SEN teachers praise School Report's impact

  • 30 May 2014
  • From the section Home
SEN school's head teacher explains School Report benefits

Teachers from Special Educational Needs (SEN) schools have said BBC News School Report boosts their students' confidence and communication skills.

School Report is an inclusive project which works with all types of schools, including a wide range of SEN and Special schools, and aims to engage young people of all abilities in news and the world around them by helping them make their own reports on stories which matter to them.

"It has become an invaluable tool for developing communication and interaction," said teacher Paula Manning from The Phoenix School in east London.

"We have found that the tools of broadcasting such as microphones and cameras have helped our pupils deconstruct the elements of communication, such as turn-taking, making eye contact and using facial expression."

Nicola Brooks, a teacher at Springfield Academy in Wiltshire, added: "The students get immediate feedback on seeing their work published. It really is all about confidence - they know the BBC brand and they feel really good being associated with it."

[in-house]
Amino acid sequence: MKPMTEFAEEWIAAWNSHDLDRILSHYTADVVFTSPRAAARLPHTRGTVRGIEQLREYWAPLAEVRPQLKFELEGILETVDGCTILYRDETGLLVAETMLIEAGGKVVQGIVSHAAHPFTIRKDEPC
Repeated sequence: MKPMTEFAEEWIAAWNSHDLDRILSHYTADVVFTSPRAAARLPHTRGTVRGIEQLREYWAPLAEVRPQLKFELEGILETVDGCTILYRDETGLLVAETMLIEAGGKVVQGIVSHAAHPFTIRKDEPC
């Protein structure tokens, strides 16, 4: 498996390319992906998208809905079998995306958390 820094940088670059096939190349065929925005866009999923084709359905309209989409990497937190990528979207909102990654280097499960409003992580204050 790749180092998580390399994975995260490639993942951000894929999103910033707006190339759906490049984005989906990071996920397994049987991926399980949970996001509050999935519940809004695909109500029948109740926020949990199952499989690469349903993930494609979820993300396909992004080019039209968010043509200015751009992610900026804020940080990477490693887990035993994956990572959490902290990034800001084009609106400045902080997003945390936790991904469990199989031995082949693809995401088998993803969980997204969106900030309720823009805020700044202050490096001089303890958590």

SEN schools which work specifically with young people with epilepsy, autism, hearing and visual impairments have all taken part in the project, as well as alternative educational establishments such as Pupil Referral Units and schools in hospitals.

Large numbers of pupils with special educational needs who attend mainstream schools are also involved in School Report.

For schools that adapt the curriculum to include a lot of work on life skills, School Report has particularly supported students to develop their speaking and listening and build self-esteem and engagement, as well as support literacy.

"One of the main reasons we participate in School Report is to provide our young people with a means to promote and develop their student voice and self-esteem," said Janet Opoku, a teacher at Joseph Clarke School for the Visually Impaired and Complex Needs.

"The skills that they gain are transferrable across the school curriculum and are also beneficial outside of the school environment."

School Reporters from SEN schools have produced some fantastic content throughout previous years, often bringing their own expertise and stories to light.

At Sandelford Special School in Coleraine, students and staff work together to capture interviews with interesting visitors to their school using iPads. To suit the needs of some of their students and aid understanding for all viewers they always add captions to their video reports.

Boccia is a sport that students at John Grant School excel in, so who better to report on this Paralympic sport and explain it to a wider audience than them? The students produced their own script and voiceover, and school staff helped to support their filming.

School Report provides a platform for students with SEN and disabilities to share stories and experiences unique to them. Charlie and Abbie from Hastings High School shared their passion for wheelchair tennis.